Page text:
Anecdote: Begin with an example

Explicit statement of theme: The lead (less than 6 para)

Statement of the significance of the theme:

Why should I be reading this?

Details:Proof, elaboration of the theme

Answer to reader’s questions:Why is this happening? What’s being done?


News Structure

How to continue with the follow-up?

  • Introduce additional important information you were not able to include in the lead.
  • If possible, indicate the significance or so-what factor.
  • Elaborate on the information presented in the lead.
  • Continue introducing new information in the order in which you have ranked it by importance.
  • Develop the ideas in the same order in which you have introduced them.
  • Generally, use only one new idea in each paragraph.

Take yourself as the first reader of your story.


News Structure


Major theme

Background information

Explanation of lead

Additional explanation of lead

Supporting facts, quotes, incidents,

illustrations and anecdotes

Secondary themes

Further supporting facts


News Structure

The creator of China's largest pornographic website was sentenced to life imprisonment on Wednesday.

Judges at the Taiyuan Intermediate People's Court handed down the sentence to Chen Hui and ordered the confiscation of 100,000 yuan (12,500 U.S. dollars).

Additional info & elaboration. Basically no quotations in this kind of elaboration.


News Structure

Thieves Get 36 Batteries

Thieves who entered a Charlotte auto parts store stole 36 Delco batteries, police were today yesterday.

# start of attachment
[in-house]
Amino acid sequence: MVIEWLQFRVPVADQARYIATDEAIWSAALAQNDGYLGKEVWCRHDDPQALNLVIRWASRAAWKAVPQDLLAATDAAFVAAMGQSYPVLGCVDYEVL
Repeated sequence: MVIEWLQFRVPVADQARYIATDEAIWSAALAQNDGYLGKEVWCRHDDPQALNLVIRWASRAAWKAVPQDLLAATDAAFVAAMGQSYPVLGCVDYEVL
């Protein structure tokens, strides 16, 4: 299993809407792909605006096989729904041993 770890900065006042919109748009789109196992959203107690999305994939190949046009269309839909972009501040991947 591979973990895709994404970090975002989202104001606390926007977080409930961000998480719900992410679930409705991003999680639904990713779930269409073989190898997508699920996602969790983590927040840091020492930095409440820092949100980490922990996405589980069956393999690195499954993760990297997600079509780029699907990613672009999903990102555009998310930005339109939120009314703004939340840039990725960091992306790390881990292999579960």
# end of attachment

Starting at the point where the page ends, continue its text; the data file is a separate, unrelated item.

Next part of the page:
Crowell Erskine, 49, manager of the Piedmont Auto Exchange at 410 Atando Ave., told officers the stores was broken into between 5 p.m. Tuesday and 8 a.m. Wednesday by thieves knocking a hole in the rear wall of the one-story brick building.

Erskine said the batteries were valued at $539.18.

-- The Charlotte Observer

Further explanation

– how, when, where, and attribution


A Case Study

ANN ARBOR, Mich. (AP) – Pregnant womenworking at video display terminals less than 20 hours a week face no increased risk of miscarriages, according to the preliminary results of a University of Michigan survey.

More research is needed to determine whether pregnant women who work more than 20 hours have a higher rate of problem pregnancies, scientists said Tuesday.




Further explanation of the lead, stating the limitation of research.



A Case Study

The university studied 728 state employees in Michigan, and results were released Tuesday at the annual meeting of the American Public Health Association in Las Vegas.

“These findings should relieve the concern for many women who currently use VDTs at their jobs,” said Professor William J. Butler, who teamed with Professor Kelley Ann Brix, on the study paid for by the March of Dimes.


Direct quote

Always check names


A Case Study

Support for the first paragraph; partial answer to how research was conducted

Of 697 pregnancies reported by part-time employees, there were 145 miscarriages – about what would be expected, the study said.

But of the 120 pregnancies reported by women working more than 20 hours per week, 26 resulted in miscarriages, about 5 percent more than expected, the study showed.